Smooth Coat Chihuahua
The smallest of dogs, with an apple-domed skull and smooth, fine coat, this smooth coated Chihuahua breed has a short, smooth coat and comes in a variety of colours from fawn to black. A dainty, compact dog, adults measure 15-23cm and weigh between 1.8-2.7-kg.
- Category size: Toy
- Grooming requirements: Less than once a week
- Shedding: Little
- Allergies: No
- Noise: Vocal
- Dog Group Kennel Club: Toy
- Alone: Less than 1 hour
- Other pets: Medium
- Stability as a guard: Medium
A small dog, called a Techichi, was an important part of Toltec and Aztec cultures. Techichi were the pets of the wealthy and were cremated with the dead in order to take on the deceased's sins so that the person could enter the next world without angering the gods. The dogs were also supposed to guide the deceased through the underworld and fight off evil spirits. Some believe that the Chihuahua is the product of breeding between the Techichi and a small, hairless dog from Asia. Chihuahua is a state in Mexico and it is from this state that the modern Chihuahua dog breed was first exported to America. Theory has it that the modern breed developed from the ancient strains of the Techichi, mixed with small dogs of Mexico, Arizona and Texas.
The Chihuahua tends to bond closely with one or two people, with whom he will be curious, lively and intelligent, as well as deeply and constantly affectionate. However, without adequate socialisation, the breed will not take kindly to strangers and can appear nervous, yappy and even snappy. Chihuahuas must be socialised as early as possible or they will become anxious in new environments and will not get along with strangers, children and other household pets. They are a clannish breed and enjoy being in a pack of Chihuahuas.
As with many small breeds, the smooth coated Chihuahua can suffer from kneecaps that may temporarily slip out of place (luxating patellas) and a windpipe problem. The shape of their head can make them prone to water on the brain (hydrocephalus), and some eye problems.
The Chihuahua can adapt to however much exercise you would like to give, within reason. Chihuahuas tend to have bursts of energy where they play excitedly, but do not need a lot of walking – half an hour daily should suffice. It is recommended that Chihuahuas wear a harness instead of a collar due to their fragile tracheas (windpipes.)
Toy dogs have a fast metabolism, meaning they burn energy at a high rate, although their small stomachs mean that they must eat little and often. Small-breed foods are specifically designed with appropriate levels of key nutrients and smaller kibble sizes to suit smaller mouths. This also encourages chewing and improves digestion.
Grooming is not a demanding chore with the Chihuahua. The smooth-coated variety can be groomed using a rubber grooming comb/brush now and again. Chihuahuas do shed, but, being small, there isn't that much hair to lose. It is a good idea to brush a Chihuahua's teeth daily as, similarly to all small breeds, they are prone to a heavy tartar build-up.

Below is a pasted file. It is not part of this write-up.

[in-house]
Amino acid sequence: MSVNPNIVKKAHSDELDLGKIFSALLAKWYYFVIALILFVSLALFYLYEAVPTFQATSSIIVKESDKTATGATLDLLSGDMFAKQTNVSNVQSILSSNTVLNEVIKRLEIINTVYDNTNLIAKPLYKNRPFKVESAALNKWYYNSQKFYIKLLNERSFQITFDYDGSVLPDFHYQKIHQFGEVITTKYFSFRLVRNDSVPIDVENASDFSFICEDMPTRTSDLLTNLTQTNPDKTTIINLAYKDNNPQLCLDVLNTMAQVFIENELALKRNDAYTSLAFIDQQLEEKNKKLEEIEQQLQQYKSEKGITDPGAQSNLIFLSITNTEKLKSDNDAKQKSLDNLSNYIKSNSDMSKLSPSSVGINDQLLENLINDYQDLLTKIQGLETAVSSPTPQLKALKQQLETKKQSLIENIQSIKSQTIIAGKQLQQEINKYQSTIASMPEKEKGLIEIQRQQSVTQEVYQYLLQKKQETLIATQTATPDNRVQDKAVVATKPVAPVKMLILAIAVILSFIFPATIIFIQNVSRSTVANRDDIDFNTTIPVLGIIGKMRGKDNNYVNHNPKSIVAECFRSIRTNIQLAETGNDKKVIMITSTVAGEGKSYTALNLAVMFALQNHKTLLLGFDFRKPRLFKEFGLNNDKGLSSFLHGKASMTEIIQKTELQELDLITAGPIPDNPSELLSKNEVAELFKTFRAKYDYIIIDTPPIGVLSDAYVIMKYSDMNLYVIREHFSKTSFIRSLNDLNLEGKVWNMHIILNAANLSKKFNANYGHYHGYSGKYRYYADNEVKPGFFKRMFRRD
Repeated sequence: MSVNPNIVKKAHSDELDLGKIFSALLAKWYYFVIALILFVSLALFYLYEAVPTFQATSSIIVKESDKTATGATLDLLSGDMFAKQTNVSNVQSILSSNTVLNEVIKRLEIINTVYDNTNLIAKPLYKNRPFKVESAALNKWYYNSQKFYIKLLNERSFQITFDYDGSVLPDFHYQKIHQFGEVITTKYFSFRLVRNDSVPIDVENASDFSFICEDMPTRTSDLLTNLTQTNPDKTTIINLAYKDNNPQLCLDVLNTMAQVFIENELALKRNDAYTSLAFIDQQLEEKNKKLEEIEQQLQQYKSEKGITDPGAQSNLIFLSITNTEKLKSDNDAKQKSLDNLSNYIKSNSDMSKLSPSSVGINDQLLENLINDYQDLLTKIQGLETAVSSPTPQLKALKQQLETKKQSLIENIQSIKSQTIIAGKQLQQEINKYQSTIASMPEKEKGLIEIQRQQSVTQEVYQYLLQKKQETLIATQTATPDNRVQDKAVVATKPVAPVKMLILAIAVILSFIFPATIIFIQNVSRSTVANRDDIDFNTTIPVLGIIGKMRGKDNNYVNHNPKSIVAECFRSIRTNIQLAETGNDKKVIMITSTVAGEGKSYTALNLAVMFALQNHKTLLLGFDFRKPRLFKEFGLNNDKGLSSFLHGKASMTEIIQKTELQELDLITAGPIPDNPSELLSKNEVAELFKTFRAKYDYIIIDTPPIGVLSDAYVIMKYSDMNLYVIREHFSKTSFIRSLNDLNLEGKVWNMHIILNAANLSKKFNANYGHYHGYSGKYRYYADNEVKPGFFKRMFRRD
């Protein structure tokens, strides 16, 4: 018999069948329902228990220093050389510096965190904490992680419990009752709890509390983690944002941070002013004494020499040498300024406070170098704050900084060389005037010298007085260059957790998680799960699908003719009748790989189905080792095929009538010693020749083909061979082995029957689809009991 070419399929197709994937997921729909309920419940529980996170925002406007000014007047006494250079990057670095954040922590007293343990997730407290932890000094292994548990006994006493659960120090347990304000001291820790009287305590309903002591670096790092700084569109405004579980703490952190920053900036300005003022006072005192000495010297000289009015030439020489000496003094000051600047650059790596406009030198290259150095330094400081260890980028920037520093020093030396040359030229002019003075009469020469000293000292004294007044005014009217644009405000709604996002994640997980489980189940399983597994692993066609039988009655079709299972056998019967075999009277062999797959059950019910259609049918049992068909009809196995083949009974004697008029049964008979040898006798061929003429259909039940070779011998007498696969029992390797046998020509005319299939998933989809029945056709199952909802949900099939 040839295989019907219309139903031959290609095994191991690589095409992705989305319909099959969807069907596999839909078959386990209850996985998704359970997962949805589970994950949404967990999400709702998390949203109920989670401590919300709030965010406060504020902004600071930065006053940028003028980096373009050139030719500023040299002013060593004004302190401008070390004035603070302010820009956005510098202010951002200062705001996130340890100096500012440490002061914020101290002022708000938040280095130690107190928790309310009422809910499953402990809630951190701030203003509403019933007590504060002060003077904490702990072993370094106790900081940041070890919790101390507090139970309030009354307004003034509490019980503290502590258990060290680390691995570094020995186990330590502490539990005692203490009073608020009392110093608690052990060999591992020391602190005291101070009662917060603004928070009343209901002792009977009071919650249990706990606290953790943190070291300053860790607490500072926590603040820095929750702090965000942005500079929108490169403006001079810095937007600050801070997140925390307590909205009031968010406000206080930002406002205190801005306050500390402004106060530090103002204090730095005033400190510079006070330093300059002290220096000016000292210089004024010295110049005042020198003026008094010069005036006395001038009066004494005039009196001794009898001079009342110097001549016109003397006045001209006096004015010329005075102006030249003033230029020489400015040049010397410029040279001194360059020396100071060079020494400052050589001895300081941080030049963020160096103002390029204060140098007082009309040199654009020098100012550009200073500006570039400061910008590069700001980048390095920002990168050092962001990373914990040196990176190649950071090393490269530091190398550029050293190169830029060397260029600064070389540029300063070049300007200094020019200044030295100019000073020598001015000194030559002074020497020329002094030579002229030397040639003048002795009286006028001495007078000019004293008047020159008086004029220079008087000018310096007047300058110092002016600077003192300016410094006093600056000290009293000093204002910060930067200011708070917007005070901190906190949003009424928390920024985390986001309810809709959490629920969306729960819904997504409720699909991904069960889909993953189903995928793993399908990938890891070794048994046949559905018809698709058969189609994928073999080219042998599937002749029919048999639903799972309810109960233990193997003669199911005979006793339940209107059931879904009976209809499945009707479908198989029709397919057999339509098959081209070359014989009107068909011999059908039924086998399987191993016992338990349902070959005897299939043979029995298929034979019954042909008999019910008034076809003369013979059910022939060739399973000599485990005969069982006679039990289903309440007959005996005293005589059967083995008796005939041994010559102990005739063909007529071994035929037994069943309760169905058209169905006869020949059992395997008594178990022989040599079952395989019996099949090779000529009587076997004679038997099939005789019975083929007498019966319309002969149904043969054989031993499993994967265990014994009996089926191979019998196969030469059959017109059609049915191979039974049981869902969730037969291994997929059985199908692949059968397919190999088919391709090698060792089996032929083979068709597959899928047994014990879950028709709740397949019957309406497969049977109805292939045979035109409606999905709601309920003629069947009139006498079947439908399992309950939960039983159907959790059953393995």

Is this the right dog breed for you?
All dogs have their own, unique personality, but some instincts and behaviours they’re born with. Try our breed selector and find out which dog breeds better match your preferences and lifestyle. If you and your dog enjoy similar things, you will be more likely to live a happy, fulfilling life together.
What to Consider next
It is incredibly fulfilling to adopt a dog from an animal shelter or rescue organization. It often means offering them a second chance in life. There are many dogs waiting for a loving family, a forever home. Reputable centers will be very careful about matching the right people with the right dogs. Staff learns all they can about the dogs they take in, and will spend time getting to know you, your family and your lifestyle, before they match you with any of their dogs. They’ll also be happy to give you advice and answer any questions you might have before and after the adoption.
Finding a good breeder
If your heart is set on a pedigree puppy, then your best bet is to find a reputable breeder. Contact The Kennel Club or a breed-club secretary who may have a list of litters available, or should be able to put you in contact with breeders in your area. Try to choose a breeder who is part of the Kennel Club’s assured breeder scheme.Visit dog shows to meet breeders in person and inquire about availability of pups of your chosen breed.
Welcoming your dog home
Whether you’re bringing home a tiny puppy or rehoming an adult dog, this is a hugely exciting time for everyone. While you’re waiting for the big day you might need to distract yourself, so luckily there are a few things you need to sort out before you welcome your new arrival. Click here for more information